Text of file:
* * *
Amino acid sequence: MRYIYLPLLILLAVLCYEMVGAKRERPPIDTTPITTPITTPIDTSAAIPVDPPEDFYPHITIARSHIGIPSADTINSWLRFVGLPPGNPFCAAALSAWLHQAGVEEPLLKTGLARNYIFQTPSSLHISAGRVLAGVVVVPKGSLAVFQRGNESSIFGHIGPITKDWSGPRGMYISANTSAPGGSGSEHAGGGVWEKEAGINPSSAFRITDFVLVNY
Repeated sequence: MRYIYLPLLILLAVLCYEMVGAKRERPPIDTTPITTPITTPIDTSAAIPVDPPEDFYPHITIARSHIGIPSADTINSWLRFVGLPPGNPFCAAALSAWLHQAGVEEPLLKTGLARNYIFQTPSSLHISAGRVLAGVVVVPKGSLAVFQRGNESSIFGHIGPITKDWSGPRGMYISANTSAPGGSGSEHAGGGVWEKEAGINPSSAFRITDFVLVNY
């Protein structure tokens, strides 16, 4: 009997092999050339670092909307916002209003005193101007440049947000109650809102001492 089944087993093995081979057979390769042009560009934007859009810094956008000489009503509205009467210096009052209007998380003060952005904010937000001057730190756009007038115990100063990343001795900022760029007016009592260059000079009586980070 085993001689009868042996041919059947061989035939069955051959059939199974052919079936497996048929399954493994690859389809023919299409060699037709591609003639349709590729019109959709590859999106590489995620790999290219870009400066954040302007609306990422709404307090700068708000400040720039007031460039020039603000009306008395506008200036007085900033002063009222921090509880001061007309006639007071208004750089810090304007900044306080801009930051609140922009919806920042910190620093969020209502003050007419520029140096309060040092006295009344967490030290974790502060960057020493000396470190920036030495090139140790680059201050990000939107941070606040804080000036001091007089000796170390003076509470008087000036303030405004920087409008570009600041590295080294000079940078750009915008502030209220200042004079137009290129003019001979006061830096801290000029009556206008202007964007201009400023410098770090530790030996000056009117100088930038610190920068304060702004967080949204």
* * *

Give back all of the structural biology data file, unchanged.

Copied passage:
Amino acid sequence: MRYIYLPLLILLAVLCYEMVGAKRERPPIDTTPITTPITTPIDTSAAIPVDPPEDFYPHITIARSHIGIPSADTINSWLRFVGLPPGNPFCAAALSAWLHQAGVEEPLLKTGLARNYIFQTPSSLHISAGRVLAGVVVVPKGSLAVFQRGNESSIFGHIGPITKDWSGPRGMYISANTSAPGGSGSEHAGGGVWEKEAGINPSSAFRITDFVLVNY
Repeated sequence: MRYIYLPLLILLAVLCYEMVGAKRERPPIDTTPITTPITTPIDTSAAIPVDPPEDFYPHITIARSHIGIPSADTINSWLRFVGLPPGNPFCAAALSAWLHQAGVEEPLLKTGLARNYIFQTPSSLHISAGRVLAGVVVVPKGSLAVFQRGNESSIFGHIGPITKDWSGPRGMYISANTSAPGGSGSEHAGGGVWEKEAGINPSSAFRITDFVLVNY
């Protein structure tokens, strides 16, 4: 009997092999050339670092909307916002209003005193101007440049947000109650809102001492 089944087993093995081979057979390769042009560009934007859009810094956008000489009503509205009467210096009052209007998380003060952005904010937000001057730190756009007038115990100063990343001795900022760029007016009592260059000079009586980070 085993001689009868042996041919059947061989035939069955051959059939199974052919079936497996048929399954493994690859389809023919299409060699037709591609003639349709590729019109959709590859999106590489995620790999290219870009400066954040302007609306990422709404307090700068708000400040720039007031460039020039603000009306008395506008200036007085900033002063009222921090509880001061007309006639007071208004750089810090304007900044306080801009930051609140922009919806920042910190620093969020209502003050007419520029140096309060040092006295009344967490030290974790502060960057020493000396470190920036030495090139140790680059201050990000939107941070606040804080000036001091007089000796170390003076509470008087000036303030405004920087409008570009600041590295080294000079940078750009915008502030209220200042004079137009290129003019001979006061830096801290000029009556206008202007964007201009400023410098770090530790030996000056009117100088930038610190920068304060702004967080949204």